Academic journal article IUP Journal of Applied Economics

Causality between FDI Inflows and Export with Reference to India: An Analysis

Academic journal article IUP Journal of Applied Economics

Causality between FDI Inflows and Export with Reference to India: An Analysis

Article excerpt

(ProQuest: ... denotes formulae omitted.)

Introduction

The relationship between Foreign Direct Investment (FDI) and other macroeconomic variables has been an attractive area of study for researchers and academicians. FDI plays a vital role in boosting the economy since it brings in capital to certain sectors and then multiplies the amount, which is further invested for industry mobilization. FDI is investment made by foreign countries in other countries. FDI can be horizontal, vertical or platform. Singh et al. (2012) suggested three forms of FDI in India, namely, joint ventures, acquisition of assets and green field ventures.

India has already marked its presence as one of the attractive destinations for the foreign investments and one of the top three destinations for FDI. India's growing GDP, geographical location and diversified business are some of the factors which attract foreign investment to the country. FDI plays an important role in promoting the growth of the country. Productivity enables the host countries to increase their export by way of FDI through increasing capital, expertise and managerial skills (Sultan, 2013). FDI also helps in promoting export by way of entering into new and novel markets. In India, various sectors have been opened for FDI such as telecom sector (100%), single brand retail (100%), credit transformation (up to 74%), asset reconstruction companies (100%), and defence sector (49%). Some of the sectors however are restricted for FDI; for example, gambling and betting (including casinos, etc.), chit funds, trading in Transferable Development Rights (TDRs), etc.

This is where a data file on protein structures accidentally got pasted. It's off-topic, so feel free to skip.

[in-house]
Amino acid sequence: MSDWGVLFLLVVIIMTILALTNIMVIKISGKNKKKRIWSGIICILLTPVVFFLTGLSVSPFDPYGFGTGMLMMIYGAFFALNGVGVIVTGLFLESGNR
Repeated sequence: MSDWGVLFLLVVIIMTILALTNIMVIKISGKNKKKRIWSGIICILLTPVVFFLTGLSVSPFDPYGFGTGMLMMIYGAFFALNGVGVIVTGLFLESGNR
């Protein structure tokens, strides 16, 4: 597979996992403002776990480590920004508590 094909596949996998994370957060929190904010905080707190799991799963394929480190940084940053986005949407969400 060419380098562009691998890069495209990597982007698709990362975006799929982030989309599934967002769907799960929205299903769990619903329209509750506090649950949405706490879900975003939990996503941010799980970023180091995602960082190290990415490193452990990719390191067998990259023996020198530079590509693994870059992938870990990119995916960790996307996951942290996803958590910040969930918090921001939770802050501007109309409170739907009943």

FDI - An Overview

FDI is one of the key macroeconomic variables in Indian economy. It has helped to a great extent in achieving the stability and development in Indian economy. After the (Liberalization, Privatization and Globalization) LPG policy, there has been considerable growth in the GDP of Indian economy. FDI has helped Indian economy in many ways such as providing employment, pr oviding capital for further investment, a nd providing expertise and infrastructure such as tools, raw-materials, machines, etc. (Agarwal et al., 2012).

The introduction of FDI can be associated with the establishment of East Indian Company of Britain in India. The British colonists brought capital to the country in order to conduct business since India was a hub of resources at that time. The exact history of FDI cannot be traced due to unavailability of authentic data. British companies established their business in different sectors such as mining and textiles, due to abundance of resources. After India gained independence, the policy makers of the economy focused on the concept of foreign capital. For example, the Industrial Policies of 1956, 1965 and 1991 gave importance to FDI in India. With the opening of the Indian economy in 1991, the government became liberal in allowing foreign participations in some of the sectors. The government has made some the sectors licence free to attract maximum foreign participants. Many of the sectors became 100% FDI. Such an attitude of the Indian government towards the participation of private and foreign players motivates many players from the developed countries such as USA, Japan, and European Union, to invest their capital in the attractive and lucrative sectors of India. The Foreign Investment Board was set up to manage and register the companies. The Foreign Exchange Regulation (FERA) Act was also enacted to look after the regulatory aspects of foreign capital and reserves in India.

The Government of India has also established the Foreign Investment Promotion Board (FIPB) whose main objective is to facilitate the foreign capital through single window. Basically there are two routes for foreign investment in India. First is Automatic route under which no government permission is required, and the second is Government route under which applications are accepted as per FIPB. …

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